Why I (increasingly) use the pronouns ‘they/them/their’
When I first transitioned, I used (no, insisted on using!) male pronouns. In my early transition, my main priority was to be read as male. I have because increasingly aware that this is a narrow way to understand my gender. I am transmasculine, but I am so much more than male.
I have recently begun to use the singular they as my pronoun. Here are some reasons why.
1. The system is broken.
The gender binary is a human, broken system. Any system that reinforces two, strictly divided ways of being is dangerous, oppressive and damaging. By using male pronouns, I was buying into a broken system. Now, I refuse to narrow myself in order to appease a constructed hierarchy.
2. Language is important.
Language is one of the ways in which we express truth. When there is no language for our truth, we need to recreate or reclaim words. I am reclaiming the neutral they, which has fallen out of common usage. If you say that it is too difficult to use this word, read this sentence:
“I wonder if they know that they have forgotten their umbrella.”
We use the singular they all the time, without being asked. Let’s start to use it when asked too.
3. I am transmasculine, not merely male.
I am transmasculine. I have transitioned from female towards male. I do not, for a moment, regret my transition. Hormones have greatly improved my mental and physical health. Chest surgery has removed flesh that caused me pain and dysphoria. Being seen as male unlocked the chains that held me down when I could not express my maleness.
But I’m more than male. I am not going back towards female. Rather, I explore the largely uncharted territory of gender nonconformity. Where boys can wear nail varnish and girls can pee standing up. The bottom line is this, all people should be able to express themselves in all of the ways that they choose. And some of the ways I choose are feminine. And that’s OK!
4. I am more than my gender.
I am also more than my gender. I believe that the overuse of gendered pronouns limits how we see people. I want to unravel the knots of visible identity. I want to suggest that you can’t know everything there is to know about a person by looking at them. I am more than my gender.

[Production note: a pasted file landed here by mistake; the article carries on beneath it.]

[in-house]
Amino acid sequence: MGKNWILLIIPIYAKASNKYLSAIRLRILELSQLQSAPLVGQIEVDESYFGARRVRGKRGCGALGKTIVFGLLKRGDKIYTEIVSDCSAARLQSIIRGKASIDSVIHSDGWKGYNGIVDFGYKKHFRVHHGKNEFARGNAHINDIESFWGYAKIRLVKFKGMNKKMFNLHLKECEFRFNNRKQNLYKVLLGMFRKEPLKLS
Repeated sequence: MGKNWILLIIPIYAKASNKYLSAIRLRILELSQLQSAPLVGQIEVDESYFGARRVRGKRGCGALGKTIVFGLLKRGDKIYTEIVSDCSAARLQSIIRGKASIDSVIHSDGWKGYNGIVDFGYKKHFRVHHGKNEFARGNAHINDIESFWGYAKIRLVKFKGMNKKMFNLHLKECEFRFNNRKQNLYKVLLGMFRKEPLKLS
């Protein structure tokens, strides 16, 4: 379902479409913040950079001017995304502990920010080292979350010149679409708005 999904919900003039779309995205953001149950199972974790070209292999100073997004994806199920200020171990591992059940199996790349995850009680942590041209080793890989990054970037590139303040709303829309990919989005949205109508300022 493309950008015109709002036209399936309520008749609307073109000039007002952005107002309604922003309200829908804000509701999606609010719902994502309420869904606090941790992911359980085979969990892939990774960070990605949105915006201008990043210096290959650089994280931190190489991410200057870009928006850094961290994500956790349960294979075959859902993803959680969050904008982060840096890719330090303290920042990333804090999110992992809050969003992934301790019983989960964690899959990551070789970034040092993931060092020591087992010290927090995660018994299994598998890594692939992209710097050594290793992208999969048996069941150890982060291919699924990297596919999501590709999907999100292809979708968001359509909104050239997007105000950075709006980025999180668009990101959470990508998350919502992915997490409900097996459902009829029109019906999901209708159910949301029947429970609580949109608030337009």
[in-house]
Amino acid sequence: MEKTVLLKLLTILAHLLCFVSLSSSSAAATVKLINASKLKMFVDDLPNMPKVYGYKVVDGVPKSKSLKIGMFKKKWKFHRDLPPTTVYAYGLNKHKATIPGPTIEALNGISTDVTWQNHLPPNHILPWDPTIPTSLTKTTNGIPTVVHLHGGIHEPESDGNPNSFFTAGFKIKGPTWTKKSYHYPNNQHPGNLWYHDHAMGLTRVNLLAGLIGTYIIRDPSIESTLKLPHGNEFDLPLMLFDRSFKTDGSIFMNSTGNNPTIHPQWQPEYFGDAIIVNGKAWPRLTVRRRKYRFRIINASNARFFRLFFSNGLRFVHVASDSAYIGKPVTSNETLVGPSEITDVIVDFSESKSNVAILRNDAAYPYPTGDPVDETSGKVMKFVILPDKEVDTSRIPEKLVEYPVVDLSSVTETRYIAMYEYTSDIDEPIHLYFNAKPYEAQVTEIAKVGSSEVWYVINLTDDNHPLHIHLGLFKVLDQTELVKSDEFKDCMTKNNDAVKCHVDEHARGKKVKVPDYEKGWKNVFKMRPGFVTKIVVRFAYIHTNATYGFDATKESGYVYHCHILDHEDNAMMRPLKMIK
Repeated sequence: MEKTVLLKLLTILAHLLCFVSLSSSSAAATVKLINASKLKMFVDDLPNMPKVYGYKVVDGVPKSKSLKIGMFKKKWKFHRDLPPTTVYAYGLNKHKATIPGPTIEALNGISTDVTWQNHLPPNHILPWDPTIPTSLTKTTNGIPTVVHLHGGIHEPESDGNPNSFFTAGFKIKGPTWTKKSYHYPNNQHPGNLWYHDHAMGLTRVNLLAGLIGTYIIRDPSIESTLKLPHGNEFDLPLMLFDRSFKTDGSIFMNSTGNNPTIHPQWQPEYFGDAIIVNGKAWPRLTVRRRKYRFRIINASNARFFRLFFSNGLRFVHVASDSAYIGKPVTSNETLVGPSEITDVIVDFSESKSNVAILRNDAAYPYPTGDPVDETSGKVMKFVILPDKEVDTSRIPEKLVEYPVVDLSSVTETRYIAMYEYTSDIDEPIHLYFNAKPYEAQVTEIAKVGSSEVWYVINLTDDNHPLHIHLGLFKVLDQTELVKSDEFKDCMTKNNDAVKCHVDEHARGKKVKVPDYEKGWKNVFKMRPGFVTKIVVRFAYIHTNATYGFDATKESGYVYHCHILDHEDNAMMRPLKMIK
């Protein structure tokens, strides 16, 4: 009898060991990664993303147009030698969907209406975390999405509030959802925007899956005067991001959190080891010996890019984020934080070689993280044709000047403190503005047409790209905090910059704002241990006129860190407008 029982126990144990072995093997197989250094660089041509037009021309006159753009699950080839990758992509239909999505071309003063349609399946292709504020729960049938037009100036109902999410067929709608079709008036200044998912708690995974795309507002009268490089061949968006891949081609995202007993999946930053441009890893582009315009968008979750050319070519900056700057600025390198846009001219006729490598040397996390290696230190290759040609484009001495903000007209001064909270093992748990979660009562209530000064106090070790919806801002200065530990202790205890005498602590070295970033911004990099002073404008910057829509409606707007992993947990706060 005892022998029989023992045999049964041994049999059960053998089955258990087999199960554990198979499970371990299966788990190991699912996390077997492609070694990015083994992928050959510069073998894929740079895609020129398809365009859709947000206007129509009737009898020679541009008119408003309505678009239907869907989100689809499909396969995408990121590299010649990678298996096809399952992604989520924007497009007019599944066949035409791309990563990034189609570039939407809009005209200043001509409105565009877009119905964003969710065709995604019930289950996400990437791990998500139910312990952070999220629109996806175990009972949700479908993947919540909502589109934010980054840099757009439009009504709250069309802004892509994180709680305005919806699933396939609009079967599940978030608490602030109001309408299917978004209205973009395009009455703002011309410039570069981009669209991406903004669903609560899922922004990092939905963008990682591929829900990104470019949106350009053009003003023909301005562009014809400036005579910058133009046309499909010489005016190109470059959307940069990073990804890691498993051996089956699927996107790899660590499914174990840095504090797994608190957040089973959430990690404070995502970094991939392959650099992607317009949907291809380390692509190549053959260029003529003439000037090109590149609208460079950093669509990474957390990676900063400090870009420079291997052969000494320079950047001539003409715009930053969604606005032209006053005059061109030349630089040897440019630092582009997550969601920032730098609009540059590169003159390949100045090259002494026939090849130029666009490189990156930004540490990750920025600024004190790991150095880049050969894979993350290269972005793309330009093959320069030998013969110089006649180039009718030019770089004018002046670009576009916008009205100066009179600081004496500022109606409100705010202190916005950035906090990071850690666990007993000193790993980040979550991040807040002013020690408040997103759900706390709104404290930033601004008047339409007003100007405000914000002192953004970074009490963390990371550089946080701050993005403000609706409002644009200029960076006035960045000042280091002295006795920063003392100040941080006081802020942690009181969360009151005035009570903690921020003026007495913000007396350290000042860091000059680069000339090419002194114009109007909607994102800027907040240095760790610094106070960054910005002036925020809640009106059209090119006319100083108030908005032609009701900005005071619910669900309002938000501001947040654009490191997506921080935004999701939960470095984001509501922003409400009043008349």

5. Visible integrity is important.
It is important that what I say about myself is true. When I say that I am ‘he’, that is not 100% true. Some trans people are ‘he’ or are ‘she’, that is their truth. I’m masculine/queer/nonconforming/. I’m more than male or female. I need to hold the truth of that ‘more’ with visible integrity.
6. Invisibility and normativity plague lgbt+ communities.
As well as the personal important of integrity, it is also crucial that my visibility helps others. Gender queer and gender neutral people are not visible or respected, even within parts of the lgbt community. By using neutral pronouns, I will persistently raise the identities of those of us who don’t conform to the norm. We are here. We are real. See us.
7. I am created in the image of God; YHWH, ‘I am’.
God is mysterious, God is multiple Persons in one Person, God is all genders and none. When asked to define themself, God simply says ‘I am’. When we decided that God was ‘he’ and that humans were divided between ‘he’ and ‘she’, we marginalised God’s mysterious image amongst us.
‘This is Alex. Alex is a pastor, activist and educator. They work with the trans community. Their wife and dog are awesome. You should meet them!’